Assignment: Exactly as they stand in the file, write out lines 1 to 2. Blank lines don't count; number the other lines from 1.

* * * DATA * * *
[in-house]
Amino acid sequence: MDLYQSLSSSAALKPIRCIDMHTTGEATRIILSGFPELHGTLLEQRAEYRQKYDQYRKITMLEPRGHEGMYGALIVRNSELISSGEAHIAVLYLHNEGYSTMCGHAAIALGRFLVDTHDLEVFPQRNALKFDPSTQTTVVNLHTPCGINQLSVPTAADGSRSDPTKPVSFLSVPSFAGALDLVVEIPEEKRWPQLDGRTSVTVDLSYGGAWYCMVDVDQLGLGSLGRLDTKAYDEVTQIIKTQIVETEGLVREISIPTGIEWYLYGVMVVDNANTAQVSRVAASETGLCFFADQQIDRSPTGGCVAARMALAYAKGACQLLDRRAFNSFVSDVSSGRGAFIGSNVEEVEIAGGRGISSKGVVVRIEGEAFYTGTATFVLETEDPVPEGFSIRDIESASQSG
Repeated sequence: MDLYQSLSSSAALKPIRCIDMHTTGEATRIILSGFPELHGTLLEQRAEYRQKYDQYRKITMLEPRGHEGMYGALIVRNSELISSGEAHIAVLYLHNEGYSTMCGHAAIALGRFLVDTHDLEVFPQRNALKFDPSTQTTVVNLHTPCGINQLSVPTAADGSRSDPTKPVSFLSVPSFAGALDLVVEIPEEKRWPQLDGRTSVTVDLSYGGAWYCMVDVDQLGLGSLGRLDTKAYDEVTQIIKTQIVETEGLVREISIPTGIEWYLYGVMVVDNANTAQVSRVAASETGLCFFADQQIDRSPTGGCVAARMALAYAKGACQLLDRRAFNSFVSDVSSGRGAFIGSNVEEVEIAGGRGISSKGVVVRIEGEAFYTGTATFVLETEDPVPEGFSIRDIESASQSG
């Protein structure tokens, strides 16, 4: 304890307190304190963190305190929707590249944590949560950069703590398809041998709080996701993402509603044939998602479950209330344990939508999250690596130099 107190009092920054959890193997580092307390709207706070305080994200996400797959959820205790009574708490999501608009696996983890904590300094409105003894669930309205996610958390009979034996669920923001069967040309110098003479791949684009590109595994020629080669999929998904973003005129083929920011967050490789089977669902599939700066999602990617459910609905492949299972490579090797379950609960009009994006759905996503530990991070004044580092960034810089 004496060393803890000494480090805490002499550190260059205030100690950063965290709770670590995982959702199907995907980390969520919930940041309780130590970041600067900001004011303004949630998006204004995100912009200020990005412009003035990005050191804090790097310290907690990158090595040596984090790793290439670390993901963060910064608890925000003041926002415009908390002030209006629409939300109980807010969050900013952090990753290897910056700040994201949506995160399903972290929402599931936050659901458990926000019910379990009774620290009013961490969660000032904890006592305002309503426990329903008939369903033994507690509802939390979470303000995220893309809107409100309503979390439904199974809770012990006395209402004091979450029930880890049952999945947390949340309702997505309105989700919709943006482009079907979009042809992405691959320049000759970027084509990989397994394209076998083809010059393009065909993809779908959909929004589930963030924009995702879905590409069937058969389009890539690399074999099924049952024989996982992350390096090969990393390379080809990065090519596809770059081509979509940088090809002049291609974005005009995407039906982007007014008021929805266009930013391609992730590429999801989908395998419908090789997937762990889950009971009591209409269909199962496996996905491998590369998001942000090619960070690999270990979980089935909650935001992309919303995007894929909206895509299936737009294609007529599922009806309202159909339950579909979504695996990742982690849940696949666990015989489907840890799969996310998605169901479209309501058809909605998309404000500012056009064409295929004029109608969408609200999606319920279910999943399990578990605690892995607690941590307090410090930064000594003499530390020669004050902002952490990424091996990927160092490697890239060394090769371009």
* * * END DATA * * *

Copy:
[in-house]
Amino acid sequence: MDLYQSLSSSAALKPIRCIDMHTTGEATRIILSGFPELHGTLLEQRAEYRQKYDQYRKITMLEPRGHEGMYGALIVRNSELISSGEAHIAVLYLHNEGYSTMCGHAAIALGRFLVDTHDLEVFPQRNALKFDPSTQTTVVNLHTPCGINQLSVPTAADGSRSDPTKPVSFLSVPSFAGALDLVVEIPEEKRWPQLDGRTSVTVDLSYGGAWYCMVDVDQLGLGSLGRLDTKAYDEVTQIIKTQIVETEGLVREISIPTGIEWYLYGVMVVDNANTAQVSRVAASETGLCFFADQQIDRSPTGGCVAARMALAYAKGACQLLDRRAFNSFVSDVSSGRGAFIGSNVEEVEIAGGRGISSKGVVVRIEGEAFYTGTATFVLETEDPVPEGFSIRDIESASQSG